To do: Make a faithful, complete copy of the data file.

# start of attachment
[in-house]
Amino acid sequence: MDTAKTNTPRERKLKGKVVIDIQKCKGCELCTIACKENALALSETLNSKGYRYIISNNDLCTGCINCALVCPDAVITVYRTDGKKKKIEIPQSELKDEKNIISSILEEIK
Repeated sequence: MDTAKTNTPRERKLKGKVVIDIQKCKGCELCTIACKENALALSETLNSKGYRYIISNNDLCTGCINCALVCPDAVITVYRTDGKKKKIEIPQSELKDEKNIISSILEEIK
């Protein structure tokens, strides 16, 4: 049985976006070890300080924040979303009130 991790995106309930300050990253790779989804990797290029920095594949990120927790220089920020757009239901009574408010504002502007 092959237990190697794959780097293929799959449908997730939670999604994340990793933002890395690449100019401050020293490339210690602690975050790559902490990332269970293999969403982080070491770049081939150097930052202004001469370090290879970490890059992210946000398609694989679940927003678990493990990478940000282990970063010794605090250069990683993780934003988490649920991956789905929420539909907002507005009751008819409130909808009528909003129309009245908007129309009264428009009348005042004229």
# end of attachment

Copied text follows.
[in-house]
Amino acid sequence: MDTAKTNTPRERKLKGKVVIDIQKCKGCELCTIACKENALALSETLNSKGYRYIISNNDLCTGCINCALVCPDAVITVYRTDGKKKKIEIPQSELKDEKNIISSILEEIK
Repeated sequence: MDTAKTNTPRERKLKGKVVIDIQKCKGCELCTIACKENALALSETLNSKGYRYIISNNDLCTGCINCALVCPDAVITVYRTDGKKKKIEIPQSELKDEKNIISSILEEIK
């Protein structure tokens, strides 16, 4: 049985976006070890300080924040979303009130 991790995106309930300050990253790779989804990797290029920095594949990120927790220089920020757009239901009574408010504002502007 092959237990190697794959780097293929799959449908997730939670999604994340990793933002890395690449100019401050020293490339210690602690975050790559902490990332269970293999969403982080070491770049081939150097930052202004001469370090290879970490890059992210946000398609694989679940927003678990493990990478940000282990970063010794605090250069990683993780934003988490649920991956789905929420539909907002507005009751008819409130909808009528909003129309009245908007129309009264428009009348005042004229």